Third, reliance on advertising for revenue is dangerous for the publication and its team members. A huge advertising downturn is what has led many news outlets to mass layoffs or put up for sale over the past 20 years, which brings us to the next section.
Support for large parent companies
We can’t claim to know the inner financial workings of every publication, but there are plenty that likely manage to make ends meet with the financial backing of big corporations or wealthy individuals.
It is important to note that some parent companies with large capital also have services for editing their publications. This can create an obvious conflict of interest, especially when publications list these products as “the best”.
We just want to note that Cloudwards is not owned by a large tech conglomerate. We are a small, independent business that has other small publishing sites on topics such as coffee, travel, and kitchen appliances.
The danger of tech conglomerates owning tech publications
When large parent companies own the technology publication and the technology software that those publications review, reliability becomes murky. It’s unclear to what extent the parent company relies on the post to feature vendors that will benefit the parent company, rather than the people reading the article.
Here are some big conglomerates to watch with skepticism, and some of the subsidiaries they own.
Subsidiaries of Kape Technologies:
Kape Technologies owns Webselenese, a media company that owns review sites VPNMentor and WizCase. It also owns the VPNs: ExpressVPN, CyberGhost, Private Internet Access and ZenMate.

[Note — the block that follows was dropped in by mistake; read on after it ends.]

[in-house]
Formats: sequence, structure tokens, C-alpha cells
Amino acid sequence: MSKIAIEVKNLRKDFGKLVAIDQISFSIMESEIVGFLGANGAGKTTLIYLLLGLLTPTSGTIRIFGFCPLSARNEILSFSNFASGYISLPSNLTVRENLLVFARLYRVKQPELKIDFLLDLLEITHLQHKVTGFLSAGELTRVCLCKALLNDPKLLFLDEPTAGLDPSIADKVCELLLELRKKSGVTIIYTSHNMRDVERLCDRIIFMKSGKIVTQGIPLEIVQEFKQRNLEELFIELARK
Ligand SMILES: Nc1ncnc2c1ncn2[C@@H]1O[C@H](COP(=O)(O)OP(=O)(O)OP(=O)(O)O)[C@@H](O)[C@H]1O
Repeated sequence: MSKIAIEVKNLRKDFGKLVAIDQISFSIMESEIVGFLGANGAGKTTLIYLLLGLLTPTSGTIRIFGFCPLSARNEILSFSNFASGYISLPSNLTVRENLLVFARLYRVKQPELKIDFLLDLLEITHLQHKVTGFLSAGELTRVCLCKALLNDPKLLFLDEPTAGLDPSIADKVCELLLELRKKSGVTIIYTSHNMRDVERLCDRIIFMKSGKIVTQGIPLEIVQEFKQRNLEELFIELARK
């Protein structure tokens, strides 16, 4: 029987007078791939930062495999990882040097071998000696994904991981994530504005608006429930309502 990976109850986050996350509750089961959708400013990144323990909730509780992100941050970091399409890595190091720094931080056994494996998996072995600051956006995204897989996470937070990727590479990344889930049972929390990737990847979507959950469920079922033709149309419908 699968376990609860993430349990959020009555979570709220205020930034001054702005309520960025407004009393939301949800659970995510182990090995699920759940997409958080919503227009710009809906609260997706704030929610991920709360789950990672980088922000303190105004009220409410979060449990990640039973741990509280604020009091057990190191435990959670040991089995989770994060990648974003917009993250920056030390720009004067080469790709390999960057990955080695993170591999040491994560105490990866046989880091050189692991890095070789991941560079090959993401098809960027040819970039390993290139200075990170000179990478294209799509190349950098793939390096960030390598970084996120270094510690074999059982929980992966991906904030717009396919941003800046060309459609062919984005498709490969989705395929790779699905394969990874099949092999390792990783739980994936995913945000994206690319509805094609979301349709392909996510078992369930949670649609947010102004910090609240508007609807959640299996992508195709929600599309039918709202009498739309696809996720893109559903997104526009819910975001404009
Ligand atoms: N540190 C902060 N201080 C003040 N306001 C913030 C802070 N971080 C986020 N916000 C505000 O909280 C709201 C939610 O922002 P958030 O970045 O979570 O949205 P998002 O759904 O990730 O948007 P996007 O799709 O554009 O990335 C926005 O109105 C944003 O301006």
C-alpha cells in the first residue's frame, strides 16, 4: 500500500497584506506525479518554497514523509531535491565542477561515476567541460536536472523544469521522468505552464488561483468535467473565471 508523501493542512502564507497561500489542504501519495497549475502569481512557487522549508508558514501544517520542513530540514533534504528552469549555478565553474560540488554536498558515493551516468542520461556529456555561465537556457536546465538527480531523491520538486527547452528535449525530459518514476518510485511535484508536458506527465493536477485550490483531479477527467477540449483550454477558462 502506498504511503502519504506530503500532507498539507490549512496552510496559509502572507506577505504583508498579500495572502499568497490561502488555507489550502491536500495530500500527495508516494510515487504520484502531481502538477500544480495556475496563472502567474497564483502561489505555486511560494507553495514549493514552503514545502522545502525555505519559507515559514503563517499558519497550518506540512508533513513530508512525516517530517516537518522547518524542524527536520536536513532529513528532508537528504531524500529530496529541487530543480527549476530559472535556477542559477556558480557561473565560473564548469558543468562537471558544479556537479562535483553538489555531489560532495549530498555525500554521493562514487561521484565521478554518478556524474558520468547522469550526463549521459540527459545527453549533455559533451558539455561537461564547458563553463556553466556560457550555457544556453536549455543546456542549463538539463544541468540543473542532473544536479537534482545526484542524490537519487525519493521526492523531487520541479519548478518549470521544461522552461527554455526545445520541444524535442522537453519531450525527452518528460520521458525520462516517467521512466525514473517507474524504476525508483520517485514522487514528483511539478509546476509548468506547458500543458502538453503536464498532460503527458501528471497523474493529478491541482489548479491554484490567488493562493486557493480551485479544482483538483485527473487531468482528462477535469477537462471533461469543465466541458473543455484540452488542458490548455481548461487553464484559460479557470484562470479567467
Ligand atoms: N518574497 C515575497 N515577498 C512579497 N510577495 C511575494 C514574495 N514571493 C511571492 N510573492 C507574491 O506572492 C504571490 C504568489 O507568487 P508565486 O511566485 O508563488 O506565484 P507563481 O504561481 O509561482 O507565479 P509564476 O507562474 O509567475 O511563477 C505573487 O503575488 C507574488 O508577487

Subsidiaries of Ziff Davis
Ziff Davis owns PCMag, IGN and Mashable publications. It also owns IPVanish VPNs, Encrypt.me, StrongVPN and SaferVPN, the latter having merged with StrongVPN.
Ultimately, readers must trust the publications they read. Otherwise, a publication is not a source of information, but a marketing mouthpiece.
Cloudwards has chosen to derive its revenue from affiliate partnerships because we want to ensure that the experience is good and safe for the reader and to maintain our independence from parent companies. We strive to provide reliable reviews and articles you can trust, and we don’t let our affiliate partnerships affect what we write about vendors.
We hope this article has provided more clarity on how Cloudwards generates revenue and why we chose the affiliate partnership model. However, we would like to know what you think of the different ways in which publications keep themselves afloat and the conflicts of interest that could arise. As always, thanks for reading.